When to Use Brackets and Parentheses Examples

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Want to know when to use punctuation brackets or parentheses in English writing? Teachers or homeschoolers may wish to use it as part of a larger series that dwells on proper punctuation in a more general sense. This guide will give students from Grades 6+ and general English learners parentheses examples, more information about punctuation brackets, and some tips and tricks for using them in their writing.

brackets and parentheses

What are Brackets?

Punctuation brackets [ ] represent just one type of punctuation in English. In fact, there are 14 ways that we can divide the usual punctuation marks used in English writing. At their most basic level, brackets usually refer to a pair of square-shaped symbols that contain part of a larger sentence. Parentheses ( ) are sometimes referred to as another type of bracket. Although we can make a separate space for these special punctuation marks, students may hear some people call them a type of bracket.

In writing, we use a bracket pair [ ] to include additional information within a piece of text. Usually, this information might be helpful in some way, but the writer does not consider it an essential part of the main body of work. In other words, you could cut out the words you find in between the brackets. If you did, the overall meaning of the rest of the text would not change, and readers would still get the information they needed in order to form the proper context.

When To Use Brackets [ ]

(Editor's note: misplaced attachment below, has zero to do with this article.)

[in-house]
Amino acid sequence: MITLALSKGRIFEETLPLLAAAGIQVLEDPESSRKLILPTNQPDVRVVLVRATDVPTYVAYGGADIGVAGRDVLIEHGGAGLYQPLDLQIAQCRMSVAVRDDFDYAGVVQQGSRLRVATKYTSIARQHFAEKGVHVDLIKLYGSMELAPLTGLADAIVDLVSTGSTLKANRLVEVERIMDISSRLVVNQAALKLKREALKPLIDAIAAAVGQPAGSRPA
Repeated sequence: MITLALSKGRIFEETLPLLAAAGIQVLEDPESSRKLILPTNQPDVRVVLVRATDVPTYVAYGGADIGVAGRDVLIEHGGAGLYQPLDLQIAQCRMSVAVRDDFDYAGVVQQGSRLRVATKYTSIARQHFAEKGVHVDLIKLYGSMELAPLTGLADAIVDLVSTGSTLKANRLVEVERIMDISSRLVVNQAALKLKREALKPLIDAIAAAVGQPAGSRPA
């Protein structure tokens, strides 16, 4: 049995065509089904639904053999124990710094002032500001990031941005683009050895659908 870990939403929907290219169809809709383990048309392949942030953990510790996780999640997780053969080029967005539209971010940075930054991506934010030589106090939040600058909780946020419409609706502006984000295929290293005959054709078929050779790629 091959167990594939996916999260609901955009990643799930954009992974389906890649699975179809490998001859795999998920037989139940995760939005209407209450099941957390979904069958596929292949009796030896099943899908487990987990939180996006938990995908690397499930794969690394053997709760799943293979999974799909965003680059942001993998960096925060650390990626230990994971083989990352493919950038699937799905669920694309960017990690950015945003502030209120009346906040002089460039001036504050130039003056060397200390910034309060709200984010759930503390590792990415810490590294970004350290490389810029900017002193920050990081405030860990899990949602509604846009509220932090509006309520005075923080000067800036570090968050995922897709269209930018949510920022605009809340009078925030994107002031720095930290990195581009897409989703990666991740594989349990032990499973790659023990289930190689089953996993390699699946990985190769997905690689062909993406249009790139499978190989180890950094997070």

We will start with some rules, use cases, and examples of the standard square-shaped bracketed [ ] pairs you might find in writing.

Brackets for Quotes

For the most part, you will only use these punctuation marks when making a quote. Most people will use these punctuation marks in academic writing, and they do so to add information that is not part of the original quote without changing its historical meaning. We can look at a few examples to illustrate this.

  1. “The Minister of Education said that textbooks [in most high schools] needed serious revisions to bring them up-to-date with current events.”
  2. “A country far to the north has said that it will welcome displaced refugees [both with families and without] with open arms.”
  3. "He said that he never wanted to visit them [his parents] again."

The above sentences are not necessarily historical quotes. Rather, they are examples that should read like newspaper headlines. We’ve crafted them to show how and when one might use traditional brackets in such a quote. In the first example, the Minister of Education did not specify that they were speaking about high school textbooks. Rather, the writer or reporter added this information to make it clear that the individual was not talking about texts at all grade levels. Similarly, the country in the second example didn’t specify anything about families in its press release. Instead, the writer added this information to make the stance clearer.

Brackets for Capitalizing in Quotes

If you want to capitalize the first letter of a chosen quote that isn't capitalized in the original, you can add a bracket, as long as the sentence is not a broken sentence. This shows the reader that you've changed the original quote.

  1. In a Room With a View by E.M Foster, he writes, “[C]hoose a place where you won’t do very much harm, and stand in it for all you are worth, facing the sunshine.”
  2. In A Game of Thrones by George R.R. Martin, Ned tells his younger daughter, "[T]he lone wolf dies, but the pack survives."
  3. In The History of Love by Nicole Krauss, she says, "[H]er laughter was a question he wanted to spend his whole life answering."

Punctuation Brackets for Omitting Information